What A Former Pro Hacker & FBI Informant Taught Me About iPhone Security

Photo: Andrew Gombert/Epa/REX/Shutterstock.
Before 2012, Hector Monsegur was an underground internet celebrity. Known by his online avatar, Sabu, Monsegur led the hacking group Lulzsec, an offshoot of the notorious hacktivist group Anonymous.
According to The New York Times, the self-taught hacker participated in attacks on companies including PayPal and Sony, as well ones against government agencies in Tunisia, Algeria, and Yemen. After he was caught and arrested in 2011, Monsegur maintained his persona and worked undercover as an FBI informant, preventing potential attacks and helping the FBI catch other infamous hackers.
Nowadays, Monsegur's old Twitter handle is retired and he's no longer anonymous. He's still using everything he learned as a hacker, but this time — he's on the law's good side. As the director of assessment services at Rhino Security Labs, Monsegur executes phishing attacks to find companies' security flaws and help them address vulnerabilities.
Monsegur was recently on Outlaw Tech, a Science Channel series that looked at how tech is helping both criminals and law enforcement agencies carry out next-level operations. The series' timing could not be more relevant: Cybersecurity has been newsworthy in recent months, as a result of the scarily successful Google Docs phishing scam and global ransomware hack.
When I met Monsegur at Refinery29's offices in early May, he smelled strongly of cigarette smoke, walked with a slight hunch to his linebacker frame, and was more soft-spoken than I expected for a man who ran a famous hacking group. I had asked him to meet up so he could school me on everything that can make the average iPhone user vulnerable to attack.
Ahead, the key takeaways from the ex-hacker and former FBI informant turned security do-gooder.
When An iOS Update Becomes Available, Download It Stat
If you do one thing, go to your iPhone's Settings > General > Software Update, and make sure that you are running the latest version of iOS (right now, it's 10.3.2). Monsegur explained that these updates are there for a reason — to patch up any vulnerabilities that might have discovered in the current Apple operating system.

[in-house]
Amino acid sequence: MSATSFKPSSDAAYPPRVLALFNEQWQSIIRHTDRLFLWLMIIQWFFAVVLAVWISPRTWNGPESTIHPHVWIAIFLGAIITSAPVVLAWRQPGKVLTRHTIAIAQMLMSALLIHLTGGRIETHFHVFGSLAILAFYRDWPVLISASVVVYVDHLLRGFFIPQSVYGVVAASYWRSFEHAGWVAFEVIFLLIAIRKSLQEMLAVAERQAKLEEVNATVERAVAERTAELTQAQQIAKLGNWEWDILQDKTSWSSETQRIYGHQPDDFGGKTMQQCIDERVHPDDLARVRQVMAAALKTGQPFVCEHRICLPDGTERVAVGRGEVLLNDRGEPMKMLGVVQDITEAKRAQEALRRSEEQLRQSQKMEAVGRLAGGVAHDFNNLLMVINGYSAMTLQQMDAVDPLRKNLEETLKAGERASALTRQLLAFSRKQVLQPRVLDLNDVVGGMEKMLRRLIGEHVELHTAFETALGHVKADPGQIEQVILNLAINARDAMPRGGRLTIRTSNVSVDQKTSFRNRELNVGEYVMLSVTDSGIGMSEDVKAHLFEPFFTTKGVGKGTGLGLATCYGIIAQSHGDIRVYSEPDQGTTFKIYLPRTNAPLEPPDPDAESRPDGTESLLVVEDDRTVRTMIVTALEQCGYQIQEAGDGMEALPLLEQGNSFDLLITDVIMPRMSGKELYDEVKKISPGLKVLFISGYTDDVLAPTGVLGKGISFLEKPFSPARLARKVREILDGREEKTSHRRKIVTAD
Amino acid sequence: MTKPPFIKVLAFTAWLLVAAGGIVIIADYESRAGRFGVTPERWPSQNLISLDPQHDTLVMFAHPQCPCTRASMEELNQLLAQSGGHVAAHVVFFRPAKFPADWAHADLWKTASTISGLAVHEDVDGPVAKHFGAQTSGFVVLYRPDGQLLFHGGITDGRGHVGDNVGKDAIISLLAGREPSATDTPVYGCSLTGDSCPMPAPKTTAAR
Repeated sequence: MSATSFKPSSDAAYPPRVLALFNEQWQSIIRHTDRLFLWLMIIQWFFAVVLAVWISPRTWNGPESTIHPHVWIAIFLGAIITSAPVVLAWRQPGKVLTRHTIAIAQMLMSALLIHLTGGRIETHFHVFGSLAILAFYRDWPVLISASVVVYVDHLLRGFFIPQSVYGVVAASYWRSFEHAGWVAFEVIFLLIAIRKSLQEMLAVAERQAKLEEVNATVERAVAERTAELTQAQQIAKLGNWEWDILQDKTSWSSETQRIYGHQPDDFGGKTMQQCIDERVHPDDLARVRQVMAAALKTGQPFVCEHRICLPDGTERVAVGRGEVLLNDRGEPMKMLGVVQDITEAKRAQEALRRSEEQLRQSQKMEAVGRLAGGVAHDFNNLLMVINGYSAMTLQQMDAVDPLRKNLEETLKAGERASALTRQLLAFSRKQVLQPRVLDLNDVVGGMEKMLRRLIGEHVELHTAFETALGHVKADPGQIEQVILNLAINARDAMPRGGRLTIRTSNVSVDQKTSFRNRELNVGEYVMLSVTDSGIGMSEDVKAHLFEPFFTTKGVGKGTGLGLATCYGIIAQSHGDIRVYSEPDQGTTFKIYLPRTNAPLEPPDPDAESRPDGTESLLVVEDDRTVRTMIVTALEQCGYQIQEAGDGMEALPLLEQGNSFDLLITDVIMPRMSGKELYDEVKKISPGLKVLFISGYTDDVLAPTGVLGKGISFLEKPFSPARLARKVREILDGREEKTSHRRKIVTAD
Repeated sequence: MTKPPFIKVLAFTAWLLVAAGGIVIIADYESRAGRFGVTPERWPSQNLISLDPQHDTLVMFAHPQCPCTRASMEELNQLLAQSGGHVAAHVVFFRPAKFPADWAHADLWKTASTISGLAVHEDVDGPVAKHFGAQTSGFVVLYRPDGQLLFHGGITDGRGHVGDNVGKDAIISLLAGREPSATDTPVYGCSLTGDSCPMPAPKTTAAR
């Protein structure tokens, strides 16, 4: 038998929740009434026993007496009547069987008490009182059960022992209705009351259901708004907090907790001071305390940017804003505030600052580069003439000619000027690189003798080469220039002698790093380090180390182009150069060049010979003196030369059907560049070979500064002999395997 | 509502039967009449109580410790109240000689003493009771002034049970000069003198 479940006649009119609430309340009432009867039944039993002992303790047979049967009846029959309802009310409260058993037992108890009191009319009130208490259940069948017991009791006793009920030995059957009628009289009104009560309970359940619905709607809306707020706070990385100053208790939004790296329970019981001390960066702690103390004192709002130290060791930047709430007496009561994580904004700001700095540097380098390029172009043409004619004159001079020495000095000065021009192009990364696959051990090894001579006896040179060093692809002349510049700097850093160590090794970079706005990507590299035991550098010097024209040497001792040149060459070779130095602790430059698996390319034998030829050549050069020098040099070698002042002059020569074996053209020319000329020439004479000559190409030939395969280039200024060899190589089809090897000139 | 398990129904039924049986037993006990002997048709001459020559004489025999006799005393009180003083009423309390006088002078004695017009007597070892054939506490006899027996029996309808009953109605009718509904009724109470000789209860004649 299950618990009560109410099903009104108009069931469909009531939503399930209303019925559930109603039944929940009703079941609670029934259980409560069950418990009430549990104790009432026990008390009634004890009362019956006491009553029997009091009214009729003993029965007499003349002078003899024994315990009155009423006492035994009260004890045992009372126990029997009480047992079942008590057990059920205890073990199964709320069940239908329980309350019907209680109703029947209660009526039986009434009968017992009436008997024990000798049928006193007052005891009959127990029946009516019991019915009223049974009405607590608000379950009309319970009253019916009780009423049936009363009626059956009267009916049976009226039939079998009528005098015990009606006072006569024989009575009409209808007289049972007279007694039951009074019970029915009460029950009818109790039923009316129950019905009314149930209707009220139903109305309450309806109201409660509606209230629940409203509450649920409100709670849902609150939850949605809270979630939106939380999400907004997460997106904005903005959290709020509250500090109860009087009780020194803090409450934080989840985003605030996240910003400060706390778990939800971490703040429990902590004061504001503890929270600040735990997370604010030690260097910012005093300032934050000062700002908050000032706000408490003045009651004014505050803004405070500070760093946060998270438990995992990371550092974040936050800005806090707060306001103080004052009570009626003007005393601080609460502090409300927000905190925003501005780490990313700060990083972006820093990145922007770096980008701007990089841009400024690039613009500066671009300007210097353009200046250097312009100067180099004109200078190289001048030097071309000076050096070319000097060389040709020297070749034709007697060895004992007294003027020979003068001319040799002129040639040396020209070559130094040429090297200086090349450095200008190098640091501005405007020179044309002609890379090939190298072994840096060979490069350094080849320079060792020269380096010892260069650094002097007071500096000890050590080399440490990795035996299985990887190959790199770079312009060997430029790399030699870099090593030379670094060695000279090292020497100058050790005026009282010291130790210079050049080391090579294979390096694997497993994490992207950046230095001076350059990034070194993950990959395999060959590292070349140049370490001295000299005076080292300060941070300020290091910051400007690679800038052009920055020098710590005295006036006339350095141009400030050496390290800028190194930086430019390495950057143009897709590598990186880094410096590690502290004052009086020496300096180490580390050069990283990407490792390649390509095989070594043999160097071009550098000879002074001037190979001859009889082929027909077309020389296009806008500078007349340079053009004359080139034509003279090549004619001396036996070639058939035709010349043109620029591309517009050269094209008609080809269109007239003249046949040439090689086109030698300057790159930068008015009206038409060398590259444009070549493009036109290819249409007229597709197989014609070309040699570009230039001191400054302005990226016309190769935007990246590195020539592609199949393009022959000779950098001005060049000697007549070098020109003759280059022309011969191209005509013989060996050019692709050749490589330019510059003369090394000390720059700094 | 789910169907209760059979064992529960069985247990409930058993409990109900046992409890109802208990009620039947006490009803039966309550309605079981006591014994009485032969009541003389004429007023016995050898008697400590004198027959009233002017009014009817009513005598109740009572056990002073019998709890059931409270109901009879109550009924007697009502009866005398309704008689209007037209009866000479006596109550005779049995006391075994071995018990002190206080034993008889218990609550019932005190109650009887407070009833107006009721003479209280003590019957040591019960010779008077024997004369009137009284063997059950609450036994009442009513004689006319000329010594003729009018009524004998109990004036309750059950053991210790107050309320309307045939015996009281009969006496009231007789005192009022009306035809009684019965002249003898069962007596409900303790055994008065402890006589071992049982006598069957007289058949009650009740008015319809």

To see if any exploits had been found for the latest iOS at the time of our interview, iOS 10.3.1, Monsegur did a quick Google search for "iOS 10.3.1 jailbreak." When people jailbreak a phone, they strip it of many of the security assets that Apple has provided.
"If someone was trying to get information from you, or they wanted to infect your phone so they could steal information, intercept your phone calls, check your emails — stuff like that, then the fact that there's a jailbreak available for it, means that there's an exploit," he said.
That's why it's especially important to take the few minutes to power down and update your phone when a new version of iOS is available.
Always Enable Two-Factor Authentication
"You know, a lot of people are saying [you need to enable two-factor authentication], but the truth is a lot of people are not listening," Monsegur told me. "They hear it, but they're not doing anything about it."
Now's the time to do something about it. Most major apps and accounts, including Instagram and Facebook, offer two-factor authentication, which gives you an extra layer of security by asking for a trusted phone number. Say, for example, that someone knows your Gmail password and is trying to reset it so that they can gain control of your account. If you have two-factor authentication enabled, you'll get a text to verify this change. Unless the hacker has your phone, too, they'll be stopped in their tracks.